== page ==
Demolition work takes place at Thornbury Police Station
Updated 12:39pm Thursday 30th January 2014 in News
THE BUILDING that once housed Thornbury Police Station came crashing down on Friday afternoon as plans to develop the site into a sheltered housing complex got underway.
The site will be converted into a block of flatsthat will provide luxury homes for people over 60.
Developer Churchill Retirement Living was granted planning permission for project in August 2013.
Planning director Andrew Burgess said he hoped the project would be completed by Spring 2015.
He said: "It's going to take up 12 months to build it once we have cleared the site which should take another four weeks approximately.
The sheltered housing complex that will replace the former station will include 35 flats, a communal lounge and library, a guest suite for overnight visitors, mobility scooter storage and a car park. A 24-hour careline system would also be available to residents.
"We've already had a considerable amount of interest from local people," said Mr Burgess.
He said the company chose to build in Thornbury because there had not been a sheltered living scheme in the area for many years and Churchill Retirement Living felt there was considerable need for older people in the area to be able to live independently while also also having the security of a managed development with communal facilities.
"The location on Rock Street is ideal because it is very accessible for the shops and facilities in the town."
Claire Hartry, 28, from Tweed Close, Thornbury brought her daughter Mia, 3, to the site on Friday afternoon to watch the demolition.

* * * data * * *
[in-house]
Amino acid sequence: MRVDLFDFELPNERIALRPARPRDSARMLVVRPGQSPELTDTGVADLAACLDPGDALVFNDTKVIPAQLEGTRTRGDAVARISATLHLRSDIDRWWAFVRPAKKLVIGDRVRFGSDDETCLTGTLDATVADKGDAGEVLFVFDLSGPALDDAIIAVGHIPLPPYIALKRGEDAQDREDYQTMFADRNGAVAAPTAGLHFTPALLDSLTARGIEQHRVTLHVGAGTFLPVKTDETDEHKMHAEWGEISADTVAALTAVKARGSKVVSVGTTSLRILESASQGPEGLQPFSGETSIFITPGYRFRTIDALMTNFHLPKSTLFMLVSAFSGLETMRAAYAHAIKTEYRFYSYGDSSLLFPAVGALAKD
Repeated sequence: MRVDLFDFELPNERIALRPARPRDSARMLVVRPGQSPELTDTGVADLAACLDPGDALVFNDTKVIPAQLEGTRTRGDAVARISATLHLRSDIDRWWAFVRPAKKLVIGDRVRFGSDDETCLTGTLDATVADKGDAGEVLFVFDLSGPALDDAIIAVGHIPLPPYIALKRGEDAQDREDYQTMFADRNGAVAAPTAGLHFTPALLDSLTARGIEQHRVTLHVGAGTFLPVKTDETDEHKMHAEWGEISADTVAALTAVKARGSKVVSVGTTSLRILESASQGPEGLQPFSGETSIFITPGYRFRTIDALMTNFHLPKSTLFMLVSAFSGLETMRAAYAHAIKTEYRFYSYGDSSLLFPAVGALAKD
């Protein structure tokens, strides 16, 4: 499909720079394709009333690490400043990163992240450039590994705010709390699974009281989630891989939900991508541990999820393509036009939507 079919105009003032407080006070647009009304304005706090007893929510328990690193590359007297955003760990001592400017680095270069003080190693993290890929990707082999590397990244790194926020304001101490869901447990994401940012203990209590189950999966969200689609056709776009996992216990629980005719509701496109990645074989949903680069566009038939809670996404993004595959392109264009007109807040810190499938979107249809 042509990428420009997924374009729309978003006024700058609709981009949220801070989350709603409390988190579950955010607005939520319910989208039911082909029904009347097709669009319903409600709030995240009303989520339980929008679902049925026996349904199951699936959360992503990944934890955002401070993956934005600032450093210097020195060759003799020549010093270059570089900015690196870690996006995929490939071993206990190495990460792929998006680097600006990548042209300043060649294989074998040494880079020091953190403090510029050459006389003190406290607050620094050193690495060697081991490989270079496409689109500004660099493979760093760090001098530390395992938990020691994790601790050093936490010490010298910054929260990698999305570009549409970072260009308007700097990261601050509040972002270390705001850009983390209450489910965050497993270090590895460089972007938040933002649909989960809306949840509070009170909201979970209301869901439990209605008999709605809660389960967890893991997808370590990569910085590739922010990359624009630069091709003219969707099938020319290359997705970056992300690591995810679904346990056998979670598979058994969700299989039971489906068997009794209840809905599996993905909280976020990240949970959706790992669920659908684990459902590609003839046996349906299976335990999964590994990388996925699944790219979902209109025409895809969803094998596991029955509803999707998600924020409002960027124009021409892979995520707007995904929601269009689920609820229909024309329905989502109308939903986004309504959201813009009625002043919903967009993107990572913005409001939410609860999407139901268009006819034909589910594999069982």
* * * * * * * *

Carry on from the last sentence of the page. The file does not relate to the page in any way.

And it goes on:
She said: “We’ve been watching for the last while. I didn’t know they were knocking it down until I saw the crane when I was walking by this morning.
“I still have no idea why the police station closed in the first place but we had our suspicions it would be converted into flats.”
Claire said she was in favour of conversion of the site into a block of flats as long and the external design of the new building “A ridiculously high building would be silly in this place and the new building should be the same design as the other ones around here.”
John and Vivien Reynolds from Thornbury town said they were sorry to have lost the police station.
“It was useful to have a police station in the centre of town to report things because lot of people wouldn’t bother going to Bristol.”
“We keep being told that we need more flats in Thornbury but do we really?,” said John.
He said he thought it was a good idea to build flats for the elderly.
“It would be good for them because it is so close to the centre of the town and it would be easy for them to get to the shops.”
The Rock Street station closed to the public in May 2011 in response to a drop in demand. It had been averaging one or two visits per hour, with only four needing to be dealt with in person each month.